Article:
This was a tough one to decide whether or not to post this, mainly because it would likely offend someone out there, but it fits in well with my interests in environmental campaigns, business and social media. I’m no expert on fishing practices, nor of Greenpeace’s efforts to bring this issue to public attention. (Language warning in linked video content)
Greenpeace has gone to a bit of effort, and I assume it has passed through the filter of the legal team too. It really shows the power of social media in Environmental Campaigns and that Greenpeace is realizing the potential of word of mouth, or viral marketing.
A reply by a Greenpeace rep in the comments on Craphammer…
We also have an intern putting it out on youtube… and video-sharing sites, and we emailed the link and a request to distribute it to at least 120,000 people and sent it out to our networks (other NGOs working on the bottom-trawling issue). So it’s hardly closed-sitedness, just lack of time and too few people! Feel free to help 😉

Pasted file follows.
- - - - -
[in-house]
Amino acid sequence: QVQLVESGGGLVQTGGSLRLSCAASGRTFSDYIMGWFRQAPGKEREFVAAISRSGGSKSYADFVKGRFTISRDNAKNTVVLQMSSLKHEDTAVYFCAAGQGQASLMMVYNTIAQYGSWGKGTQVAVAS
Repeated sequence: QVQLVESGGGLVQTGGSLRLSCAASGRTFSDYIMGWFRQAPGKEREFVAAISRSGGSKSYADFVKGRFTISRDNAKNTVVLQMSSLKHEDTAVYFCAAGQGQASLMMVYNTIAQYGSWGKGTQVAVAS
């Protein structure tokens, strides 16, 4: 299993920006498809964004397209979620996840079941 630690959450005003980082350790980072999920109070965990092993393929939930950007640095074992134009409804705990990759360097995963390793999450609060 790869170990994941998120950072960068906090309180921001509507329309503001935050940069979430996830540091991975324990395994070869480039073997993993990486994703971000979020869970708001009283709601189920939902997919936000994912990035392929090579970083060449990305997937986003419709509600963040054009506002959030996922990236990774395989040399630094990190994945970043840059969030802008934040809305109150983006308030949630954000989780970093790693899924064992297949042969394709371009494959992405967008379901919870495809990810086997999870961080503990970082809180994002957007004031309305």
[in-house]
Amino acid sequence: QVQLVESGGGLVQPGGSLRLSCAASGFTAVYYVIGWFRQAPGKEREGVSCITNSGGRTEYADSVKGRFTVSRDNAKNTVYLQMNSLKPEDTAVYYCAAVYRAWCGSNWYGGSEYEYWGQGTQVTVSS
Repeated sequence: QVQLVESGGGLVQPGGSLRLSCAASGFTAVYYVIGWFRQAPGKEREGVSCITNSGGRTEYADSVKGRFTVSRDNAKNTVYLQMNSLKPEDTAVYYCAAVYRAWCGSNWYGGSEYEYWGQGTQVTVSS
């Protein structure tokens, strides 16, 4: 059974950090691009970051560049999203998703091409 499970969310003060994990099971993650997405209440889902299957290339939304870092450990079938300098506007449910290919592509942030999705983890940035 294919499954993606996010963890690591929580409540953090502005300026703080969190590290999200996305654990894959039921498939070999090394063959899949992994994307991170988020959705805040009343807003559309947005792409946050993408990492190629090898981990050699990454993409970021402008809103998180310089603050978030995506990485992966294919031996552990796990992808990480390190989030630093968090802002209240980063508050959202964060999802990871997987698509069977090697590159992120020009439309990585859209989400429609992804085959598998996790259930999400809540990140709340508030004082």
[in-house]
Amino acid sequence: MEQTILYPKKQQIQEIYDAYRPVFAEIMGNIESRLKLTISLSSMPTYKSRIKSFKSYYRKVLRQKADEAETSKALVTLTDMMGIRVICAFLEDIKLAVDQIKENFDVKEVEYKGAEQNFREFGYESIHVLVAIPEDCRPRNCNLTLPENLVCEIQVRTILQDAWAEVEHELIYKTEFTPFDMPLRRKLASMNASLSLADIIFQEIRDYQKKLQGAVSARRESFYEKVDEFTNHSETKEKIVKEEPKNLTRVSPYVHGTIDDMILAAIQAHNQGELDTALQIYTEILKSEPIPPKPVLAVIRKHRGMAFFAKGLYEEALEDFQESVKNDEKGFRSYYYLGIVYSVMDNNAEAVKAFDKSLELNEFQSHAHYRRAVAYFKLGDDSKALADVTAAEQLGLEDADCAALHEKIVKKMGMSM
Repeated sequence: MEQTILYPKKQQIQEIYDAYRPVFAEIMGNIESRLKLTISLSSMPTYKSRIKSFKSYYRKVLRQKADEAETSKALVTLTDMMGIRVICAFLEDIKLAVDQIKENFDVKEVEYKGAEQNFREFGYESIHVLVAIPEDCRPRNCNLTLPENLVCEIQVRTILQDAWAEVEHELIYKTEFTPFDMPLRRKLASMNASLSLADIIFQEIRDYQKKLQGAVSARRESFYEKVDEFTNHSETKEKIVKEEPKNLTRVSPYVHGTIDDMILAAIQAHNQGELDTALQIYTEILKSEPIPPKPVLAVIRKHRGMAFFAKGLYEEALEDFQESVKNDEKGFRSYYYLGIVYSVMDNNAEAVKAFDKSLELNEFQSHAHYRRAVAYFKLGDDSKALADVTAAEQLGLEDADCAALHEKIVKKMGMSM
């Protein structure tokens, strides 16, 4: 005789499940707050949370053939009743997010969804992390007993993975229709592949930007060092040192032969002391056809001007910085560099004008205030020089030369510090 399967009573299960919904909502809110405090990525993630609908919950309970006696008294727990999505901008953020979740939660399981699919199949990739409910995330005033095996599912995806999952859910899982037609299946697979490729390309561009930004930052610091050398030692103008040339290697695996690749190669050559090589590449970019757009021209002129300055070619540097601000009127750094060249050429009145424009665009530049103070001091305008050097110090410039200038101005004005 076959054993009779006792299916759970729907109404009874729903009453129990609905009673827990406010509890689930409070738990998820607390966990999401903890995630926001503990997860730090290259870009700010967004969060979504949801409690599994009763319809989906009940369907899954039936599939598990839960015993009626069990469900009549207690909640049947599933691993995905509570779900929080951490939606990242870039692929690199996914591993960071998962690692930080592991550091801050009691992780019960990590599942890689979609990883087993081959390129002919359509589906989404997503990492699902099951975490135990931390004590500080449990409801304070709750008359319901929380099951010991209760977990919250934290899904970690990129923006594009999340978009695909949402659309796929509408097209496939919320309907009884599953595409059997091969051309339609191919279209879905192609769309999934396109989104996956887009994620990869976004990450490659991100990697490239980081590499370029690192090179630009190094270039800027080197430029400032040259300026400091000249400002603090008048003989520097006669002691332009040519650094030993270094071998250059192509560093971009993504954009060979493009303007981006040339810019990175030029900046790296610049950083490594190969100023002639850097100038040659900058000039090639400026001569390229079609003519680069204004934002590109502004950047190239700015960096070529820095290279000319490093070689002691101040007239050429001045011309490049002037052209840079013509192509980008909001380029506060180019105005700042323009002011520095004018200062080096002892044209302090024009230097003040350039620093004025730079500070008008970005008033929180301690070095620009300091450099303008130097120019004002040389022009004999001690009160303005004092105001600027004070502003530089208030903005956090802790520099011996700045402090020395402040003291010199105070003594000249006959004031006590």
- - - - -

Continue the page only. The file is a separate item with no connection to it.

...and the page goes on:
For those who are interested in what the whole campaign is about, this from the Greenpeace website:
Scientists world wide support a UN moratorium on high seas bottom trawling as a stop gap measure allowing time to do the research needed to ensure sustainable fishing. And thanks in part to thousands of letters from Ocean Defenders, many governments now also support the moratorium.
Apple products – sleek looks, amazing design, meticulous attention to detail. So what’s with the toxic chemicals inside, short life spans and allowing their products to be dumped in Asia?
Source: Greenpeace | iPoison + iWaste
I’m not sure that Greenpeace has the answer to all the environmental marketing methods, but its good to see them putting some social media and viral content up on YouTube. Governments and many larger organizations just don’t know how to handle these new forms of media and content. The public voice has never been stronger and the perception of a situation, product, corporation or political party or position can change so rapidly with the Internet and social media. Sites such as digg and YouTube bring in millions of hits to thousands of sites a day, and as popularity of the article or content grows, so does the buzz it generates.